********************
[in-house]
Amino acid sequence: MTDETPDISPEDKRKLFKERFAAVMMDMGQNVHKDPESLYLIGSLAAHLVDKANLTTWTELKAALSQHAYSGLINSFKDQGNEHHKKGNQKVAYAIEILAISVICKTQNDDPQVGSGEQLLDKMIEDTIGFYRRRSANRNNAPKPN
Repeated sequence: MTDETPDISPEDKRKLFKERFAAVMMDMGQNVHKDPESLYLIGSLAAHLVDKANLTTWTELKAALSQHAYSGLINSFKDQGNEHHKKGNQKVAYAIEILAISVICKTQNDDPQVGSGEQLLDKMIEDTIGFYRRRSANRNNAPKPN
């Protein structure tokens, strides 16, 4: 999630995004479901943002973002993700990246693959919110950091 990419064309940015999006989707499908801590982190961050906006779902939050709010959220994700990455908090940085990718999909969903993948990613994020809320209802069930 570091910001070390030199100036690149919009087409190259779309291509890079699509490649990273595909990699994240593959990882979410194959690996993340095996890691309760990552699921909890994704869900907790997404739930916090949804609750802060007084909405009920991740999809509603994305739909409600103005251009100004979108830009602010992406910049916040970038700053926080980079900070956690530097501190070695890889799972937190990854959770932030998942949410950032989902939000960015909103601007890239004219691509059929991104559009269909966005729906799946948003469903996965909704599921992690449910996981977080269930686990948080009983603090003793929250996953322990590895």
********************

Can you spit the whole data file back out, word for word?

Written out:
[in-house]
Amino acid sequence: MTDETPDISPEDKRKLFKERFAAVMMDMGQNVHKDPESLYLIGSLAAHLVDKANLTTWTELKAALSQHAYSGLINSFKDQGNEHHKKGNQKVAYAIEILAISVICKTQNDDPQVGSGEQLLDKMIEDTIGFYRRRSANRNNAPKPN
Repeated sequence: MTDETPDISPEDKRKLFKERFAAVMMDMGQNVHKDPESLYLIGSLAAHLVDKANLTTWTELKAALSQHAYSGLINSFKDQGNEHHKKGNQKVAYAIEILAISVICKTQNDDPQVGSGEQLLDKMIEDTIGFYRRRSANRNNAPKPN
């Protein structure tokens, strides 16, 4: 999630995004479901943002973002993700990246693959919110950091 990419064309940015999006989707499908801590982190961050906006779902939050709010959220994700990455908090940085990718999909969903993948990613994020809320209802069930 570091910001070390030199100036690149919009087409190259779309291509890079699509490649990273595909990699994240593959990882979410194959690996993340095996890691309760990552699921909890994704869900907790997404739930916090949804609750802060007084909405009920991740999809509603994305739909409600103005251009100004979108830009602010992406910049916040970038700053926080980079900070956690530097501190070695890889799972937190990854959770932030998942949410950032989902939000960015909103601007890239004219691509059929991104559009269909966005729906799946948003469903996965909704599921992690449910996981977080269930686990948080009983603090003793929250996953322990590895």